Baby oil is a pretty common thing to have around the house and new parents will usually get a few bottles during a baby shower because it’s such a traditional gift. Unfortunately, baby oil can make quite a mess if you aren’t careful and even using it as intended in your baby’s hair can lead to frustration. Fortunately, it’s possible to get baby oil out of anything and I’m going to show you how!
Mineral oil, the most common ingredient in baby oil, is hydrophobic and therefore doesn’t dissolve in water. To get mineral oil out of hair, clothing, and other materials, you will need to use a degreasing soap such as Dawn, a dry-cleaning solvent, or white vinegar to help remove the oil.
Every stain is a little different, but most oil stains will respond to one of the cleaners listed above. To make sure that you bring the right materials for your job, read on below to learn how to get baby oil out of anything hair, clothing, carpet, sheets, walls, and hardwood floors!
Why is baby oil hard to get out?
How to get baby oil out of hair
It’s pretty common for people to add baby oil to their hair as a moisturizing treatment. While it can work wonders, it can also be a pain to remove once the treatment is over. The molecular properties of mineral oil make it adhere to the individual hair strands and water alone (even hot water) won’t get it out completely.
Removing baby oil from hair:
- Apply some baby powder to your hair and try to massage it down to the scalp. The powder will soak up some of the oil and make it easier to rinse away.
- Mix a tablespoon of dish-washing soap (the best one for the job is probably Dawn – it works on the penguins!) with a tablespoon of your normal shampoo.
- Wet your hair and work the mixture into a lather. Be sure to get down to the scalp and don’t miss any areas!
- Let the mixture sit for a few minutes so that it can break down the oil and help pull it from your hair strands.
- Rinse with warm water several times to get everything out.
Bonus tip: Add lemon juice to your hair before the last rinse to get the last bit of oil out!
One treatment should do the trick, but those of you with extremely long or thick hair may need to go through the process again to get everything out.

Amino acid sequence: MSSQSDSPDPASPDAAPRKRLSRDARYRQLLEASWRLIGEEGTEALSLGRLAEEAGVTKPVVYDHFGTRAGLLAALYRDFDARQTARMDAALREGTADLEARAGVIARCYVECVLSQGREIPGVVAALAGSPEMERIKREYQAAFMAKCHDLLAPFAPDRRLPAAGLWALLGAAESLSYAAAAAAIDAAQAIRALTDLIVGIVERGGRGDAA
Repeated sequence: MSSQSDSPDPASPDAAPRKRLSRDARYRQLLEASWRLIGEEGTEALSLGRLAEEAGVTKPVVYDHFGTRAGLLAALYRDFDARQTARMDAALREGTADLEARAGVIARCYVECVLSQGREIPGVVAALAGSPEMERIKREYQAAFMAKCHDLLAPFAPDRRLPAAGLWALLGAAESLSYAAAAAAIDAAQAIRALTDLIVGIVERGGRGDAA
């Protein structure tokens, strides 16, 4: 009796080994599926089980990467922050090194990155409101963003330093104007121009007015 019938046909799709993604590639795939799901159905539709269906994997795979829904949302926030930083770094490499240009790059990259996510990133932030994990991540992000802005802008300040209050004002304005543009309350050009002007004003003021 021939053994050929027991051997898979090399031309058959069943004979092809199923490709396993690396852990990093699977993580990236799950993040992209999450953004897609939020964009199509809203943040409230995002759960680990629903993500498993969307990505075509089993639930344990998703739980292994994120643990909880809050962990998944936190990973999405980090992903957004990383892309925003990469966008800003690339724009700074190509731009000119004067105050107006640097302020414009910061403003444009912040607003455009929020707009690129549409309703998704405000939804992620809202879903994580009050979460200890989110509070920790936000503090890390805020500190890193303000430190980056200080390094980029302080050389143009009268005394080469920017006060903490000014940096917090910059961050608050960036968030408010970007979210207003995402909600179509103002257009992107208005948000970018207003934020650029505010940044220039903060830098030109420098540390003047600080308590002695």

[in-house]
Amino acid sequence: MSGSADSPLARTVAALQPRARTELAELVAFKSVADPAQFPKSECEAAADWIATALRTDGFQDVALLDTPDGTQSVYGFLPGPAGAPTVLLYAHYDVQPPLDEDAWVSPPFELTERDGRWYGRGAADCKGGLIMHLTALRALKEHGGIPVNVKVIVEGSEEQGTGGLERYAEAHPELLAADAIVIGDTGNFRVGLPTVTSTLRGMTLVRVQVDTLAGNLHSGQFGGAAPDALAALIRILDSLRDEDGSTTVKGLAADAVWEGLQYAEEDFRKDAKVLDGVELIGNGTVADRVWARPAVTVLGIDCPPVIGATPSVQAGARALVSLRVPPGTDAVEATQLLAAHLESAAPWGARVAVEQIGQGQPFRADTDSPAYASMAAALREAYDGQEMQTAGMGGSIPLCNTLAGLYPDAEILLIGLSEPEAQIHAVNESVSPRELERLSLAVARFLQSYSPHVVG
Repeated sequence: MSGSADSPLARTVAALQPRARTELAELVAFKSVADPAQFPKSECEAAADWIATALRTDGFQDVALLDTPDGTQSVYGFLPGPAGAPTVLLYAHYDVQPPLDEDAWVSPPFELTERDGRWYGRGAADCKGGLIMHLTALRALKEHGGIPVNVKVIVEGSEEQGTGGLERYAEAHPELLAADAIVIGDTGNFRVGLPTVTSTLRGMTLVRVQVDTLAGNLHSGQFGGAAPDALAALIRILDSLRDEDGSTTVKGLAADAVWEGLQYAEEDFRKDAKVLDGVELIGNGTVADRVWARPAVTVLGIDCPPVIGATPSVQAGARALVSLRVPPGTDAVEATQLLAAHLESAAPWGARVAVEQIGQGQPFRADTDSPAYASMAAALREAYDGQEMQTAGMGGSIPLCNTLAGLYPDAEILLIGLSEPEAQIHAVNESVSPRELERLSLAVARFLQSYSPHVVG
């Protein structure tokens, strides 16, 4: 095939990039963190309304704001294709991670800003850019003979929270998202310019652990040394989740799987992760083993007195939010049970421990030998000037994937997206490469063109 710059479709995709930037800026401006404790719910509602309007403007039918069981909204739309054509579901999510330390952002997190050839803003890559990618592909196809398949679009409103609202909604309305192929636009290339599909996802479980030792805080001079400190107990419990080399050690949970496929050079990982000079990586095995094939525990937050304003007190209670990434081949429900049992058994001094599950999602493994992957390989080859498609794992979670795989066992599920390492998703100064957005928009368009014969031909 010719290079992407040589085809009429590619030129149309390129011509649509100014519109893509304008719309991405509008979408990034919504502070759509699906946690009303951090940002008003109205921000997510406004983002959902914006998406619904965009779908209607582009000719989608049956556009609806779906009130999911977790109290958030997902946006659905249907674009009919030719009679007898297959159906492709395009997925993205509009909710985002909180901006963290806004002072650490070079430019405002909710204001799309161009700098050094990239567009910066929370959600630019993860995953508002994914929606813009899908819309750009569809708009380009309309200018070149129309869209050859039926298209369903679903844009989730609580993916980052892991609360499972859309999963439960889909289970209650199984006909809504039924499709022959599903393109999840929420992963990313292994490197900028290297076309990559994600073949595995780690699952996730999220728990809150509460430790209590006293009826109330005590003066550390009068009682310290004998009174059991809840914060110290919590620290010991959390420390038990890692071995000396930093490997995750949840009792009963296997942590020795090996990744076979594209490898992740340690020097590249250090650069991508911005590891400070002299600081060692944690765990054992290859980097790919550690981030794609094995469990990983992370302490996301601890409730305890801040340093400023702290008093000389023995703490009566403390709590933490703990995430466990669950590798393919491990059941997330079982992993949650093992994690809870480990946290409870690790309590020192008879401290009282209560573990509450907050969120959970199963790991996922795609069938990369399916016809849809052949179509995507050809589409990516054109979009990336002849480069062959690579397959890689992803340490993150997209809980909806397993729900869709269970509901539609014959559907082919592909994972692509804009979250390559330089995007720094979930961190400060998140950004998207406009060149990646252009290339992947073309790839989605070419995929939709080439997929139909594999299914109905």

The biggest issue with removing oil from hair is that you do, in fact, WANT to have some oil left in your hair so that it doesn’t dry out. It is indeed a balancing act. Once you are done removing the baby oil from your hair, it might be a good idea to go ahead and run a conditioner back through it as well so you don’t just let it dry out again!
How to get baby oil out of clothing
Unlike hair, you really don’t have to worry about removing all of the oil from clothing. In fact, that’s exactly what you want to do. That means you will be able to deploy stronger methods if necessary, but usually, the basics will still work.
My tried and true method for removing any kind of oil-based stain from clothing requires Dawn dish soap and a toothbrush. In my house, we keep both of these items handy in the laundry room because my job tends to create a lot of these stains on my work clothes.
Removing baby oil from clothing:
- Apply enough Dawn dish soap to the fabric to completely cover the baby oil stain plus a little extra (don’t worry about using too much, but don’t go crazy!)
- Take your toothbrush and gently scrub the stained area. Be sure to hit it from multiple angles and directions to really work the soap into the fabric. Depending on the type of fabric, you will need to be more or less gentle with the brush.
- Optional – Rinse out the soapy fabric in the sink and retreat if necessary.
- Put the clothing in the washing machine, add detergent, and run a normal cycle with the hottest water setting the material will allow.
- Check to make absolutely sure that the stain is gone before you dry it.
- If the stain persists, repeat the pre-treatment process.
This process has always worked for me, but I can’t stress enough to double-check that the stain is gone before you throw it in the dryer. If you dry the oil into the fabric, it’s going to be almost impossible to get it out later!